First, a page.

Eight giant ships of yore, their sails unfurled, are expected to glide underneath the Duluth Aerial Lift Bridge Thursday afternoon during the "Parade of Sail" to kick off Tall Ships Duluth 2016.
Organizers expect up to 300,000 people in Duluth for the four-day event. Tickets to sail aboard four of the vessels sold out nearly a year ago, but others can board the ships when they're docked or get an up-close view from shore.
• A look back in time: Tall ships on tap for Duluth in 2016 • Photos: Tall Ships Festival 2013
The star vessel of this year's festival is expected to be the 170-foot, 495-ton El Galeon Andalucia, the world's only replica of a 16th-17th century Spanish galleon that was part of Spain's West Indies fleet.
"It's a huge ship, it's going to be pretty magnificent sailing into the canal underneath the Aerial Lift Bridge," said Craig Samborski, executive producer of the festival.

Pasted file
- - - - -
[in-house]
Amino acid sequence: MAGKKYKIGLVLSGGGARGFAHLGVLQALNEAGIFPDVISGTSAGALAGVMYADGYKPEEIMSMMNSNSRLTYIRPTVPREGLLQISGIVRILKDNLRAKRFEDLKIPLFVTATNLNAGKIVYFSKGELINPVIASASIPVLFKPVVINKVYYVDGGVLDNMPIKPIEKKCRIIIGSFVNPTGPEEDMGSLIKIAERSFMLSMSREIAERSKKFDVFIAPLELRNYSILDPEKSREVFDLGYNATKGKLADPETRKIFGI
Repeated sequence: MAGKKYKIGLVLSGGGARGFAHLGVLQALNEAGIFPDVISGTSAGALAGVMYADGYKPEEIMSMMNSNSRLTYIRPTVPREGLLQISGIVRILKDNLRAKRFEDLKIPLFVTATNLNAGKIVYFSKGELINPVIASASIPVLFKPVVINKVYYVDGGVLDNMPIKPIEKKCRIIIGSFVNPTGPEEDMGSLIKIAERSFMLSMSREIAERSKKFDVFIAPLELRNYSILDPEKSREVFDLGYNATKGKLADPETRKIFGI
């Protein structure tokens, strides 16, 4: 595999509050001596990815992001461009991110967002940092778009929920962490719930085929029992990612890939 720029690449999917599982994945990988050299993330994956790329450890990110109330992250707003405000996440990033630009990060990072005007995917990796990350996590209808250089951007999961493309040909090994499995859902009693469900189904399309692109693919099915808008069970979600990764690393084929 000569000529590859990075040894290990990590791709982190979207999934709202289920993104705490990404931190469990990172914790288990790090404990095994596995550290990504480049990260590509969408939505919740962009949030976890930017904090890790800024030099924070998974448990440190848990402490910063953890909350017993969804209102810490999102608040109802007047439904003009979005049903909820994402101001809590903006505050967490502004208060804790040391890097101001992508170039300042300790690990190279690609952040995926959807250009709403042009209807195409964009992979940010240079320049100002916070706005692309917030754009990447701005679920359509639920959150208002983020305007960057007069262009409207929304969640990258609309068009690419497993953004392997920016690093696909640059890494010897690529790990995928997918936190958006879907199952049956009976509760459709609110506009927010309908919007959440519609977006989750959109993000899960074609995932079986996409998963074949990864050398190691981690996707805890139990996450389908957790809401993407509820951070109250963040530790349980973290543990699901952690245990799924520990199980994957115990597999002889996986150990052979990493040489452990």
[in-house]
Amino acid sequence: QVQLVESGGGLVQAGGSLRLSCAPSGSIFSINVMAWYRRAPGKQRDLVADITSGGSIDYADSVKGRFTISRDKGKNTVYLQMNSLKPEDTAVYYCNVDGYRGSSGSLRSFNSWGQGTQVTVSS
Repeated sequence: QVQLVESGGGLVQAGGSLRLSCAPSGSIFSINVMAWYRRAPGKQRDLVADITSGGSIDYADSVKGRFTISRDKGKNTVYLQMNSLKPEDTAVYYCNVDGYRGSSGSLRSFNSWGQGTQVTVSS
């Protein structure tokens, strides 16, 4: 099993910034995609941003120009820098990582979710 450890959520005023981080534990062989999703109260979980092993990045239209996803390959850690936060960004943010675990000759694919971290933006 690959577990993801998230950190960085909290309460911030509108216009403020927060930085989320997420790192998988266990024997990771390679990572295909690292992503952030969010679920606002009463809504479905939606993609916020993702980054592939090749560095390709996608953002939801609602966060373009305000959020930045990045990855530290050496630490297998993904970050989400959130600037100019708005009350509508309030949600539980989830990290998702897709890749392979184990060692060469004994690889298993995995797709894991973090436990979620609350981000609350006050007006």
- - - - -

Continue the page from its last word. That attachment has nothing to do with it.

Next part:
Not making the voyage to Duluth is the Draken Harald Harfagre, billed as the world's largest Viking ship.
The vessel was scheduled to take part in the Duluth festival, but turned around following a festival in Green Bay, Wisc. after failing to raise the money required to pay U.S. pilots to guide the ship through the Great Lakes.
• Previously: Norwegian Viking ship won't go to Duluth for festival
This is the fourth Tall Ships festival in Duluth in the past decade. The first in 2008 featured only three ships, but still drew 125,000 people. Additional festivals followed in 2010 and then 2013, which drew an estimated 250,000 people, and generated $15 million in economic activity, according to city tourism officials.
They estimate this year's event will give Duluth a similarly sized economic jolt.
Samborski said the ships are on something of a regular circuit now, where they return to the Great Lakes every three years, with trips to the West and East Coasts in between. And they only seem to be growing in popularity, he said, with the romanticism and history they evoke.
"This is one of those few events out there that I think appeals to every demographic," he said. "And because we're only in Duluth once every three years, it keeps demand very high."